Oil Companies Gain Respite from Rio Taxes

Injunctions granted by a Rio de Janeiro state court exempt six multinational oil companies from paying two newly created state taxes on oil production.

What′s Next: The taxes take effect on March 30.  Challenges of the taxation before the supreme court have yet to be ruled on.

Six multinational oil companies operating in Brazil have received respite from two new taxes created at the end of December by the state government of Rio de Janeiro.

A Rio court judge on March 21 issued two injunctions suspending the taxation for the six companies-Chevron, Shell, Norway′s Statoil, Spain’s Repsol, China’s Sinopec and Portugal′s Petrogal.

The new taxes will take effect on March 30 and will apply to other oil companies operating in the state although additional legal challenges have yet to be ruled on.  In their collective suit filed by the law firm Machado Meyer Advogados, the six companies argued that the taxes are unconstitutional and investment decisions in the oil industry are long term and companies cannot be surprised with new taxes that raise their expenditures.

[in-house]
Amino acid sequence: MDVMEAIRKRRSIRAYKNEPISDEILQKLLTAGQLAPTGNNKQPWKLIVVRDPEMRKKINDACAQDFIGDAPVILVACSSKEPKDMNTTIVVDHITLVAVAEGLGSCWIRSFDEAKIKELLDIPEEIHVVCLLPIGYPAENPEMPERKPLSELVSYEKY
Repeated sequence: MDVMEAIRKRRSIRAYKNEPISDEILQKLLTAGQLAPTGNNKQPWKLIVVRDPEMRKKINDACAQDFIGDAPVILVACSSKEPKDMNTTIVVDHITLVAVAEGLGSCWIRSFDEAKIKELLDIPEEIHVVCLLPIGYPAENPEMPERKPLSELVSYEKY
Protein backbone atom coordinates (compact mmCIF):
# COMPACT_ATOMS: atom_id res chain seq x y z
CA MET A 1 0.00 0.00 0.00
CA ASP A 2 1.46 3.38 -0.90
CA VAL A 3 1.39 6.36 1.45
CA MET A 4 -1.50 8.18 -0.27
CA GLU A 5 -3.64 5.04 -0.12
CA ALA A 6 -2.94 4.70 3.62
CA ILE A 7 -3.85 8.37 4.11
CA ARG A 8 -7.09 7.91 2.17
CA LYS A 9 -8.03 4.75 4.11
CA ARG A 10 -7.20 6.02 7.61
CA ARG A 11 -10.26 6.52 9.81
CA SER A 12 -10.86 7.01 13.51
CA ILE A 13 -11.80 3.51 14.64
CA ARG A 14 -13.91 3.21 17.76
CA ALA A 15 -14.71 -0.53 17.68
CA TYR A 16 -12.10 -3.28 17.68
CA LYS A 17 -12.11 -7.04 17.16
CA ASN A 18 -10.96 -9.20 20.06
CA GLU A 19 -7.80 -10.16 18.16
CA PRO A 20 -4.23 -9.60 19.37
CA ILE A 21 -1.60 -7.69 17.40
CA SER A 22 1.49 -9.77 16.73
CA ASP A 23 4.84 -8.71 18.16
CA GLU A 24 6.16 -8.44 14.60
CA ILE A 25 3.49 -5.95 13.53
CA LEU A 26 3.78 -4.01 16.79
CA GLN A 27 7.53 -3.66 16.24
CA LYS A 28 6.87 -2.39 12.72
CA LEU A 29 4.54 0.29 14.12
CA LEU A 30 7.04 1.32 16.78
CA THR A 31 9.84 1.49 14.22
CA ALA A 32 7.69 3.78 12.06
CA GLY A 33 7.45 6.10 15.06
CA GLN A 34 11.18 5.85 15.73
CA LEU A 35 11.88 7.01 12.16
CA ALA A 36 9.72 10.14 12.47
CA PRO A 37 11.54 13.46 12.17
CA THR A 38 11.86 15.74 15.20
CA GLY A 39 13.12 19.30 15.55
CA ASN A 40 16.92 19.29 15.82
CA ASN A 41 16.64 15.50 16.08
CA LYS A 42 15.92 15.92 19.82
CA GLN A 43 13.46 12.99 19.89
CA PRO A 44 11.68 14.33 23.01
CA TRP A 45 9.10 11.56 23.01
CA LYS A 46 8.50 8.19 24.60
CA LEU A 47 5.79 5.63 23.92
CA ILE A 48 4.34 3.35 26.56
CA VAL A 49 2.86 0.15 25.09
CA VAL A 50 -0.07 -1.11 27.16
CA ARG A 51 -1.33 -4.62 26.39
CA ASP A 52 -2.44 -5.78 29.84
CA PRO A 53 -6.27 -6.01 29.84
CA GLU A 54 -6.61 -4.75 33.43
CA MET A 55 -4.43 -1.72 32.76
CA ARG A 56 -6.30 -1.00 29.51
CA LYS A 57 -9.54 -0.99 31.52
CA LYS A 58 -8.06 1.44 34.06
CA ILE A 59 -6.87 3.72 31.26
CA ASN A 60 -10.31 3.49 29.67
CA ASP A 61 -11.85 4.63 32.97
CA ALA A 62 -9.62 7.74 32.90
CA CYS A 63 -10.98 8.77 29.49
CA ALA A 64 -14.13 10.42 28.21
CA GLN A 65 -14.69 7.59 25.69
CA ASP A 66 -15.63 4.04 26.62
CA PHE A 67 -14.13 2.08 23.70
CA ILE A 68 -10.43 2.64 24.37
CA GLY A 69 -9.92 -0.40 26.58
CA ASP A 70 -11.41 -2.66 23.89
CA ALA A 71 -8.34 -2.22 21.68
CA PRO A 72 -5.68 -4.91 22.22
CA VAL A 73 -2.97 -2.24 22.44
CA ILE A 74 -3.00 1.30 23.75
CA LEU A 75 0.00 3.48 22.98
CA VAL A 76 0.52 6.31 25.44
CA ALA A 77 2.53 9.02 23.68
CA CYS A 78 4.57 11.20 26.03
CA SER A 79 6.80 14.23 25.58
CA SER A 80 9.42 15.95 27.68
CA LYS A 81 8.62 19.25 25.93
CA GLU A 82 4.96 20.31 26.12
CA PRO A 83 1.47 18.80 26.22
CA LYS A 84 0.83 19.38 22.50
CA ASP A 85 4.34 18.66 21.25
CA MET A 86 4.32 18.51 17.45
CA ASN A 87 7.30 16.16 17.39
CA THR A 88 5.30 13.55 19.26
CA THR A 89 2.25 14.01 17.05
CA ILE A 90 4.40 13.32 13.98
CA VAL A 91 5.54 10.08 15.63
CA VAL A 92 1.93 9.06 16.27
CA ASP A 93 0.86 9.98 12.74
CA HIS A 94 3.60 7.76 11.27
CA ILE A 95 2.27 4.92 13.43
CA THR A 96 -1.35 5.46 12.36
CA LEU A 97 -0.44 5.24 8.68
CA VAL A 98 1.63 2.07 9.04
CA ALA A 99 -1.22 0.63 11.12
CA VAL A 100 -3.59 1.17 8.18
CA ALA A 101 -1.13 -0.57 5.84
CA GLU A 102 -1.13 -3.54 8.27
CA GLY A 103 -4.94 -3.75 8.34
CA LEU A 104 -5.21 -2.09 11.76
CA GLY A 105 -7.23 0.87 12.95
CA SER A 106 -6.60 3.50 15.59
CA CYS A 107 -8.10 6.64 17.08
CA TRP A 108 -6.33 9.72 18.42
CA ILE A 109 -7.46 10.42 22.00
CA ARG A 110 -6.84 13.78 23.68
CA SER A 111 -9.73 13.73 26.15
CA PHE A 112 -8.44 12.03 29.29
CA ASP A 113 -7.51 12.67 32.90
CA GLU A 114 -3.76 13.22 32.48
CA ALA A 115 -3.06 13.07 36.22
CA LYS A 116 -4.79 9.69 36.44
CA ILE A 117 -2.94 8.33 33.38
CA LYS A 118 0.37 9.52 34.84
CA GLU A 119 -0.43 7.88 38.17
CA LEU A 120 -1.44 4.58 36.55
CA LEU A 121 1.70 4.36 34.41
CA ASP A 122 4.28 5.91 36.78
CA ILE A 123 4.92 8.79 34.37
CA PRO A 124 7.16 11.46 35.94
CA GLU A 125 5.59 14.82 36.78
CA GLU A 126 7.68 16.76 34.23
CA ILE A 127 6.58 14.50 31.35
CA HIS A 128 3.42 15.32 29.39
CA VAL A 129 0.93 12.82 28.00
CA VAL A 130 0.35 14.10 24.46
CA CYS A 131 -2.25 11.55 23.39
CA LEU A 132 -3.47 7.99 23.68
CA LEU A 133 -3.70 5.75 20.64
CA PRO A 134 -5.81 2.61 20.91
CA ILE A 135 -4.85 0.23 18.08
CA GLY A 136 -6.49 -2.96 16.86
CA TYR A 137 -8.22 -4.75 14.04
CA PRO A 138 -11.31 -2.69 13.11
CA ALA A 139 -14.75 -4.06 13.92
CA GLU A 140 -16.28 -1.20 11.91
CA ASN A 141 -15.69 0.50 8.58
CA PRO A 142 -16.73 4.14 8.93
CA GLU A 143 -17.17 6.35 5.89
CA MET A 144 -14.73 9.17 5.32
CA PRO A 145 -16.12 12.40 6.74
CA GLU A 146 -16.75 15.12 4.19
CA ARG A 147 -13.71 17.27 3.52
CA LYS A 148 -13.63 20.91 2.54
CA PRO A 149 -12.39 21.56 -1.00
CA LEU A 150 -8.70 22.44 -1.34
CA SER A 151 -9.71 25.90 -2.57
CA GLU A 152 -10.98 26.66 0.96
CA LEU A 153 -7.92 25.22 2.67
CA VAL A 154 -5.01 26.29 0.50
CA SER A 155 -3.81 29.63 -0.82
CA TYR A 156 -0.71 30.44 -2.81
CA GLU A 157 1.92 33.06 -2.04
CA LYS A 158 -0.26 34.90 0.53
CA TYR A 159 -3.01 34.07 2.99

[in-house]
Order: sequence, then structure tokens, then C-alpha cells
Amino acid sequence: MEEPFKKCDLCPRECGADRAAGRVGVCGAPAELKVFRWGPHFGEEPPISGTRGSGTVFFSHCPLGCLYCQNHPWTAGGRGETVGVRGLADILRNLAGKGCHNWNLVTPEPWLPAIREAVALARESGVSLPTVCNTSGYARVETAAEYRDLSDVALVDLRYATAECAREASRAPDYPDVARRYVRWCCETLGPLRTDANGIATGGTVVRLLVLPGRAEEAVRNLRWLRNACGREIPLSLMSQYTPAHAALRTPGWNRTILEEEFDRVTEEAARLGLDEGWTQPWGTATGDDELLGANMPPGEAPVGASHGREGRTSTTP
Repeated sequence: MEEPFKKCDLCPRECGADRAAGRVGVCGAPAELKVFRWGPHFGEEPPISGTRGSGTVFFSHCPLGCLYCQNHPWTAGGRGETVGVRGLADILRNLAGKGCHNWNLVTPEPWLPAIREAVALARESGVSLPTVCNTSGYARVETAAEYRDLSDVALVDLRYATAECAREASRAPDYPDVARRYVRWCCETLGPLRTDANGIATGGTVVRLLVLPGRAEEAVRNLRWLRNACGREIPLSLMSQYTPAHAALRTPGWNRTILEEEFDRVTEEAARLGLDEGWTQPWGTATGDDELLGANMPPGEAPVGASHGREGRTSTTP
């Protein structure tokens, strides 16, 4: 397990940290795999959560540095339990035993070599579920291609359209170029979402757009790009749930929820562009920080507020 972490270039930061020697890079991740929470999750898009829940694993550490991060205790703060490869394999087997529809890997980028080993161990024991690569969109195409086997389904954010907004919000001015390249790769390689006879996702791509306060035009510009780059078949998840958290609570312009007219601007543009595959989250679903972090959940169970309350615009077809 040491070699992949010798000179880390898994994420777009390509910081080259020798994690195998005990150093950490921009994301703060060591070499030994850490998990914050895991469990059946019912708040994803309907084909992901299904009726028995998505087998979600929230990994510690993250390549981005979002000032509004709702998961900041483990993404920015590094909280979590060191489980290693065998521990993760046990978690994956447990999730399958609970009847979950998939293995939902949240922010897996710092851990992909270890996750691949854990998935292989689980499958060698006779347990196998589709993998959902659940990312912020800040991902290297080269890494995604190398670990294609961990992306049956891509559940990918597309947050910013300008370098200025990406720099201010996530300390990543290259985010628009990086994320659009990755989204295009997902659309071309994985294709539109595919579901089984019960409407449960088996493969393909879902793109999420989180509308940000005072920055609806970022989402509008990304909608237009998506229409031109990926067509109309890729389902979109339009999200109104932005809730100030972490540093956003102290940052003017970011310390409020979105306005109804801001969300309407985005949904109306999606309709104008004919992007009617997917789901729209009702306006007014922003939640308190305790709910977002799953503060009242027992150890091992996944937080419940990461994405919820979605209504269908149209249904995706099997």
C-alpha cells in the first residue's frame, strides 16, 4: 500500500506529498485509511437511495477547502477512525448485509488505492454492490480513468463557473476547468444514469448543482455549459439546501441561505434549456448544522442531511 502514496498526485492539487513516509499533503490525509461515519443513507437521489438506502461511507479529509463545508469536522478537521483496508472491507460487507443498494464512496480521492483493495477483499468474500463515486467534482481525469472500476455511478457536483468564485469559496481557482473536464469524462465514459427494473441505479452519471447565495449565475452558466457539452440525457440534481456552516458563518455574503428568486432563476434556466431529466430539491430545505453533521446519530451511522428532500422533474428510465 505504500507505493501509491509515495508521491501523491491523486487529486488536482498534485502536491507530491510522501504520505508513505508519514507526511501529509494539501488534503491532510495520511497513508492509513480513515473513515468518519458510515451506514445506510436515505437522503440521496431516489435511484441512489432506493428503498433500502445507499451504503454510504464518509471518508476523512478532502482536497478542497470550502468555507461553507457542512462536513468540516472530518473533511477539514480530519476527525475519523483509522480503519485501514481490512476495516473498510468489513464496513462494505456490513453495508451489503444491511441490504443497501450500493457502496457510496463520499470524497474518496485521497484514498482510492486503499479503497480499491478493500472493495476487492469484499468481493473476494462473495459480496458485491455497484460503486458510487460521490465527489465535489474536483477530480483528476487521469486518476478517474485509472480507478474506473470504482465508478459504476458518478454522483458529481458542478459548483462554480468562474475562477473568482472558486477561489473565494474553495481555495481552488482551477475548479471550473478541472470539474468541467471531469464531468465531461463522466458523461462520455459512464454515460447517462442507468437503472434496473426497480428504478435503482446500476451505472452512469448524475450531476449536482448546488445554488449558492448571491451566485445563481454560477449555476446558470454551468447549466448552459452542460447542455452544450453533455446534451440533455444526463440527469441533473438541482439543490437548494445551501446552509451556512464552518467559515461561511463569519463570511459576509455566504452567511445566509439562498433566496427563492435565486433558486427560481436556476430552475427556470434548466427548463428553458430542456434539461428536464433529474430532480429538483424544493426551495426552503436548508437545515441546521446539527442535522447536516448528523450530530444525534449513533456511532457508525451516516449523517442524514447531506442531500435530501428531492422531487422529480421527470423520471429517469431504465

The taxes were created on Dec. 30 by two Rio state laws, one setting a tax of 68 US cents per barrel of oil produced in the state or within its coastal waters and the other an 18 percent value added tax on the transportation of oil to deposits and refineries.

In his decision, Rio court judge Joao Luiz Amorim Franco ruled that the value added tax cannot be charged on oil extraction while the other tax is in violation of the constitution.

The Brazilian Association of Petroleum Extraction and Production which represents the country′s leading oil companies, has filed two suits before the supreme court challenging the constitutionality of the laws.  Brazil’s state oil company Petrobras also filed a suit before the supreme court on March 22.  The court′s eventual ruling will apply to all oil companies operating in Rio.

Rio de Janeiro is the center of Brazil′s oil industry and 67 percent of the country′s oil production and 40 percent of its natural gas comes from deepwater fields off the state′s coast.

(Bloomberg Tax Management - 24.03.2016)

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